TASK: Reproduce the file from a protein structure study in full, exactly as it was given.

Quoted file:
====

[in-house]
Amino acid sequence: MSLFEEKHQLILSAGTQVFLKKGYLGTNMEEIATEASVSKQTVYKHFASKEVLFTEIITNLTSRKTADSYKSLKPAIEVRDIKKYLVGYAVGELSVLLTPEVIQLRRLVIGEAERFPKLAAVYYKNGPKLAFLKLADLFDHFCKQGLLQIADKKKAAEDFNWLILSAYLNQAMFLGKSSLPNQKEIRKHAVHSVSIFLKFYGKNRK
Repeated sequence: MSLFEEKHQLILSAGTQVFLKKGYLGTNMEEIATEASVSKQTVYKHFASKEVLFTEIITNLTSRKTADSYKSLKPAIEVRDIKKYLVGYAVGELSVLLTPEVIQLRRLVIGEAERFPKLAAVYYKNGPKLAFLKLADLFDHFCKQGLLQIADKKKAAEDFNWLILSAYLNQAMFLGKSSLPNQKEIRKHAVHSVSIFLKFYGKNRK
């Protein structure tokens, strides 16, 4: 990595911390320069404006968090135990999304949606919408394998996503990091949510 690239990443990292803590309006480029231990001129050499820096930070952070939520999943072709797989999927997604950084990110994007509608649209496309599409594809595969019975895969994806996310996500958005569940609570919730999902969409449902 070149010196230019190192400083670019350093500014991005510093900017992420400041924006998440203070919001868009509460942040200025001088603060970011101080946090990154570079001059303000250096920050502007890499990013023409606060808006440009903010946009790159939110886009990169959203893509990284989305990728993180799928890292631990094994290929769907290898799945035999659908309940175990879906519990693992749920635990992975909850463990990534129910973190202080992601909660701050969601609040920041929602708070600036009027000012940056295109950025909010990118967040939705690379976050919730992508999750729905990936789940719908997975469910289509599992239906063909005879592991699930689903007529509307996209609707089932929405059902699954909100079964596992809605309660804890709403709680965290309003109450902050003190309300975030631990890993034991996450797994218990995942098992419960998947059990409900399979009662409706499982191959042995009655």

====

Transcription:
[in-house]
Amino acid sequence: MSLFEEKHQLILSAGTQVFLKKGYLGTNMEEIATEASVSKQTVYKHFASKEVLFTEIITNLTSRKTADSYKSLKPAIEVRDIKKYLVGYAVGELSVLLTPEVIQLRRLVIGEAERFPKLAAVYYKNGPKLAFLKLADLFDHFCKQGLLQIADKKKAAEDFNWLILSAYLNQAMFLGKSSLPNQKEIRKHAVHSVSIFLKFYGKNRK
Repeated sequence: MSLFEEKHQLILSAGTQVFLKKGYLGTNMEEIATEASVSKQTVYKHFASKEVLFTEIITNLTSRKTADSYKSLKPAIEVRDIKKYLVGYAVGELSVLLTPEVIQLRRLVIGEAERFPKLAAVYYKNGPKLAFLKLADLFDHFCKQGLLQIADKKKAAEDFNWLILSAYLNQAMFLGKSSLPNQKEIRKHAVHSVSIFLKFYGKNRK
């Protein structure tokens, strides 16, 4: 990595911390320069404006968090135990999304949606919408394998996503990091949510 690239990443990292803590309006480029231990001129050499820096930070952070939520999943072709797989999927997604950084990110994007509608649209496309599409594809595969019975895969994806996310996500958005569940609570919730999902969409449902 070149010196230019190192400083670019350093500014991005510093900017992420400041924006998440203070919001868009509460942040200025001088603060970011101080946090990154570079001059303000250096920050502007890499990013023409606060808006440009903010946009790159939110886009990169959203893509990284989305990728993180799928890292631990094994290929769907290898799945035999659908309940175990879906519990693992749920635990992975909850463990990534129910973190202080992601909660701050969601609040920041929602708070600036009027000012940056295109950025909010990118967040939705690379976050919730992508999750729905990936789940719908997975469910289509599992239906063909005879592991699930689903007529509307996209609707089932929405059902699954909100079964596992809605309660804890709403709680965290309003109450902050003190309300975030631990890993034991996450797994218990995942098992419960998947059990409900399979009662409706499982191959042995009655």